Indonesian language and studies

Indonesia's geographic proximity and strategic importance to Australia make it vital to understand its peoples, politics, history, languages and cultures.

Why Indonesian Studies?

Indonesia's geographic proximity and strategic importance to Australia make it vital to understand its peoples, politics, history, languages and cultures. Indonesia is the most influential member of the Association of Southeast Asian Nations (ASEAN) and as the fourth most populous country in the world (and also its third largest democracy), is an increasingly important force in world affairs.

Indonesia is culturally diverse, comprising hundreds of different ethnic groups and languages with rich literary traditions, spread over thousands of islands. It has the world's largest Muslim-majority population but also includes significant Christian, Buddhist and Hindu minorities.

The national language of Indonesia, Bahasa Indonesia, has made an important contribution to the country's unity. Based on Malay, Indonesian is closely related to the national languages of three other Southeast Asian countries, Malaysia, Brunei, and Singapore, thus giving access to more than 200 million people on Australia's doorstep.

The skills, knowledge and abilities you acquire in the Indonesian Major include:

  • Skills to communicate effectively in Indonesian in various social and professional contexts
  • Asia literacy - a sound understanding of cultural and social practices in Indonesia
  • Skills to communicate appropriately with people with various cultural backgrounds which enable balanced interpretation of various social and professional practices in the global scene

Why Indonesian Studies at Melbourne?

The Asia Institute at the University of Melbourne hosts one of the premier Indonesian Studies programs in the world. Its experienced staff has decades of in-country expertise. The program provides thorough training in the language and a broad understanding of contemporary Indonesian culture, politics and society. It also offers the University of Melbourne Overseas Subject (UMOS) Analysing Indonesia: Concepts and Issues (INDO20001) in collaboration with Udayana University in Bali.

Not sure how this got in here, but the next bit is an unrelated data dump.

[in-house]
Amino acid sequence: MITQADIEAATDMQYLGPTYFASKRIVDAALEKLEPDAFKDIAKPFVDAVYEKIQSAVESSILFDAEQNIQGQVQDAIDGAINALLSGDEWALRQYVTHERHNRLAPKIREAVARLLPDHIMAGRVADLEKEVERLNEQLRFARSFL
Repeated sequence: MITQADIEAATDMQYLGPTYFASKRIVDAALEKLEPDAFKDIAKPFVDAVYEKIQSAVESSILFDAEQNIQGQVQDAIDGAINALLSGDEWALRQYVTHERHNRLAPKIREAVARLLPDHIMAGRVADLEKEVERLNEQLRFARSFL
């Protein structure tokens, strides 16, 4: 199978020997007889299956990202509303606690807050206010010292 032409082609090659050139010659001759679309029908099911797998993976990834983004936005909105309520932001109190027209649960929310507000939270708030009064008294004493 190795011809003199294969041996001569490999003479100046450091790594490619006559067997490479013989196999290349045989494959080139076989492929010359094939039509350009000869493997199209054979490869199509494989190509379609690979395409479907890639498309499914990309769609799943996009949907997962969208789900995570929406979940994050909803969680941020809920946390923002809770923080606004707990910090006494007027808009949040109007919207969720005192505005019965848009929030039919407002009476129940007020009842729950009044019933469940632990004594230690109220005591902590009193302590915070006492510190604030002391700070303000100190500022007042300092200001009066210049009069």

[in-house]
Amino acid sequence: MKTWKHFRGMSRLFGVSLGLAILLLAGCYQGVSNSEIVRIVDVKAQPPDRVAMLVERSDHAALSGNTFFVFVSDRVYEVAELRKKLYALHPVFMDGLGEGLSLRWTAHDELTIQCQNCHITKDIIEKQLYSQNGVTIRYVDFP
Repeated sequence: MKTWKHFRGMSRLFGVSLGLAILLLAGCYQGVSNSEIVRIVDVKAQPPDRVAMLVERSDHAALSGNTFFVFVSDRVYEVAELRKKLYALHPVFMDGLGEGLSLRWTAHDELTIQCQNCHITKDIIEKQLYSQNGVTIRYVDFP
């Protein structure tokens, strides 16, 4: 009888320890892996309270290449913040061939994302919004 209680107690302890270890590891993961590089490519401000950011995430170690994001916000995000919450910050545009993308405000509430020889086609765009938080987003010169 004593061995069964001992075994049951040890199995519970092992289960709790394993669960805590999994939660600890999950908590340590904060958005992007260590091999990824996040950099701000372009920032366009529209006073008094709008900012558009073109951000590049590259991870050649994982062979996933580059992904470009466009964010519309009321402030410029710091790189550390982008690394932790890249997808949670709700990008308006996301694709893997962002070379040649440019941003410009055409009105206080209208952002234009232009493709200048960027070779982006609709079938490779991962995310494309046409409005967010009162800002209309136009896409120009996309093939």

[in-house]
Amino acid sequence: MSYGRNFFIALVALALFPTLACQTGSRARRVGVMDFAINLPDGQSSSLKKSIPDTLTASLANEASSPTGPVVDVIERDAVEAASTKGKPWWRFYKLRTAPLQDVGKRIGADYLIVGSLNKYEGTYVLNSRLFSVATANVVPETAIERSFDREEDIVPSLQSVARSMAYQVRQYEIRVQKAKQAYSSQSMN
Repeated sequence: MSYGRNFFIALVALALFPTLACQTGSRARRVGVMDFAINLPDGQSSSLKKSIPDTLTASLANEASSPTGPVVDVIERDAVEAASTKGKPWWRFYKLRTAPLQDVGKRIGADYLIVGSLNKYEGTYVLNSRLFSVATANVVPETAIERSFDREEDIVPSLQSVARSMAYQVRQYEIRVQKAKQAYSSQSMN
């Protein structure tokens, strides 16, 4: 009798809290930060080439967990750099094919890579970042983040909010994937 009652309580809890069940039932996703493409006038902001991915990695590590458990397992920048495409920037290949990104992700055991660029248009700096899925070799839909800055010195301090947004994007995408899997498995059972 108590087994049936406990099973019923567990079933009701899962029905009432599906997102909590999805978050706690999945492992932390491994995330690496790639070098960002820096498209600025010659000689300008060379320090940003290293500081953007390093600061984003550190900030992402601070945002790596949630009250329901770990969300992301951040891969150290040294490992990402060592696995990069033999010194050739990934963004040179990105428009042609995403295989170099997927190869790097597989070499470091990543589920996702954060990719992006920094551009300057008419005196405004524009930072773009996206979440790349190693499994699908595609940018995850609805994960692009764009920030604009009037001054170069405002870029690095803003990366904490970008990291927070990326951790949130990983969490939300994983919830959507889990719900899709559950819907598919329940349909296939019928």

Expertise in Indonesian Studies can enhance employment opportunities in commerce, education, government and cultural affairs. It can also serve as the foundation for further research in Indonesian post-graduate studies. Students who complete a major in Indonesian should acquire effective oral and written communication skills and develop the research and inquiry skills to examine complex issues from multiple disciplinary perspectives. They also gain knowledge of the social and cultural diversity of the Southeast Asian region and develop the skills to work with people from diverse linguistic and cultural backgrounds. Graduates will have an understanding of the local, national and global issues in the Southeast Asian region and have the capacity to work effectively across disciplines and cultures. They will be able to be leaders in promoting Asian literacy in their workplaces and communities.

How can I study Indonesian Studies?

Undergraduate students can study Indonesian as:

Indonesian can also be studied through:

At the graduate level, Indonesian studies offer courses for:

The Asia Institute offers a range of subjects in Indonesian Language and Studies. Some examples include:

See the full list of subjects in the Handbook

Where can Indonesian Studies take me?

Learning Indonesian can open up many interesting employment opportunities - in Indonesia, and with the many organisations that work with its 260 million citizens, including the Australian Government. Expertise in Indonesian studies can enhance employment opportunities in government, diplomacy, commerce, humanitarian aid, education, and cultural affairs. And with the Australia-Indonesia Free Trade Agreement finalised, fluency in Indonesian and having an intricate appreciation of Indonesian life especially through the prism of its peoples' attitudes and habits vis-a-vis commerce, digital and social media, communication and negotiation and socio-political discourses and trends will be desirable to both government and private sector institutions committed to advancing the neighbouring nations’ economic partnership.